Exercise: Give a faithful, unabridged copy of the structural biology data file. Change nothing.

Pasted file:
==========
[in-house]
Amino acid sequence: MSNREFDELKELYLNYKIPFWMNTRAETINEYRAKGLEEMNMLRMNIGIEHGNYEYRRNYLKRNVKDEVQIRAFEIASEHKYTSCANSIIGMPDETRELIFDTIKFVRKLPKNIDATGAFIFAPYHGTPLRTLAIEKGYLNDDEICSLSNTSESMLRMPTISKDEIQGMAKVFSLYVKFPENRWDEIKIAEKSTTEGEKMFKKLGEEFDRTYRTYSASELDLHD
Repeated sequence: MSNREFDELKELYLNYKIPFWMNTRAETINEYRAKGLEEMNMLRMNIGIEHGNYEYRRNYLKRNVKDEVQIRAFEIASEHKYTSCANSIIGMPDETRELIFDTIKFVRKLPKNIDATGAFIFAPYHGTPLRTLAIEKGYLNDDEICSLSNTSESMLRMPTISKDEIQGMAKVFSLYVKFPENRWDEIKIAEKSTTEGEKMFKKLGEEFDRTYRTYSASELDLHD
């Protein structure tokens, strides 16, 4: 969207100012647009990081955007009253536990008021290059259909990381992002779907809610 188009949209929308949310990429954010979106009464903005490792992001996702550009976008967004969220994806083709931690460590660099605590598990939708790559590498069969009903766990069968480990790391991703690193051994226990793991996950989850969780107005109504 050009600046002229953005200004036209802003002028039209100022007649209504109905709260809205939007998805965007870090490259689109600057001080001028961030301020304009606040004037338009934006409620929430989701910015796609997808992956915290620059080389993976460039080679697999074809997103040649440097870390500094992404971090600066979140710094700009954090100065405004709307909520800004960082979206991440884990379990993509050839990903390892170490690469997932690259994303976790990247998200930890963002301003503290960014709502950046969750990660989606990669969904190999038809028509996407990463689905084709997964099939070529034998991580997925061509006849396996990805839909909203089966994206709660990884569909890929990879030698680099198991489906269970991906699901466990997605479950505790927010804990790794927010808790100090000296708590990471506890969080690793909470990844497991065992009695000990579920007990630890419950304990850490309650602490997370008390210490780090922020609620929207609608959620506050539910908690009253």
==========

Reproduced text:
[in-house]
Amino acid sequence: MSNREFDELKELYLNYKIPFWMNTRAETINEYRAKGLEEMNMLRMNIGIEHGNYEYRRNYLKRNVKDEVQIRAFEIASEHKYTSCANSIIGMPDETRELIFDTIKFVRKLPKNIDATGAFIFAPYHGTPLRTLAIEKGYLNDDEICSLSNTSESMLRMPTISKDEIQGMAKVFSLYVKFPENRWDEIKIAEKSTTEGEKMFKKLGEEFDRTYRTYSASELDLHD
Repeated sequence: MSNREFDELKELYLNYKIPFWMNTRAETINEYRAKGLEEMNMLRMNIGIEHGNYEYRRNYLKRNVKDEVQIRAFEIASEHKYTSCANSIIGMPDETRELIFDTIKFVRKLPKNIDATGAFIFAPYHGTPLRTLAIEKGYLNDDEICSLSNTSESMLRMPTISKDEIQGMAKVFSLYVKFPENRWDEIKIAEKSTTEGEKMFKKLGEEFDRTYRTYSASELDLHD
């Protein structure tokens, strides 16, 4: 969207100012647009990081955007009253536990008021290059259909990381992002779907809610 188009949209929308949310990429954010979106009464903005490792992001996702550009976008967004969220994806083709931690460590660099605590598990939708790559590498069969009903766990069968480990790391991703690193051994226990793991996950989850969780107005109504 050009600046002229953005200004036209802003002028039209100022007649209504109905709260809205939007998805965007870090490259689109600057001080001028961030301020304009606040004037338009934006409620929430989701910015796609997808992956915290620059080389993976460039080679697999074809997103040649440097870390500094992404971090600066979140710094700009954090100065405004709307909520800004960082979206991440884990379990993509050839990903390892170490690469997932690259994303976790990247998200930890963002301003503290960014709502950046969750990660989606990669969904190999038809028509996407990463689905084709997964099939070529034998991580997925061509006849396996990805839909909203089966994206709660990884569909890929990879030698680099198991489906269970991906699901466990997605479950505790927010804990790794927010808790100090000296708590990471506890969080690793909470990844497991065992009695000990579920007990630890419950304990850490309650602490997370008390210490780090922020609620929207609608959620506050539910908690009253």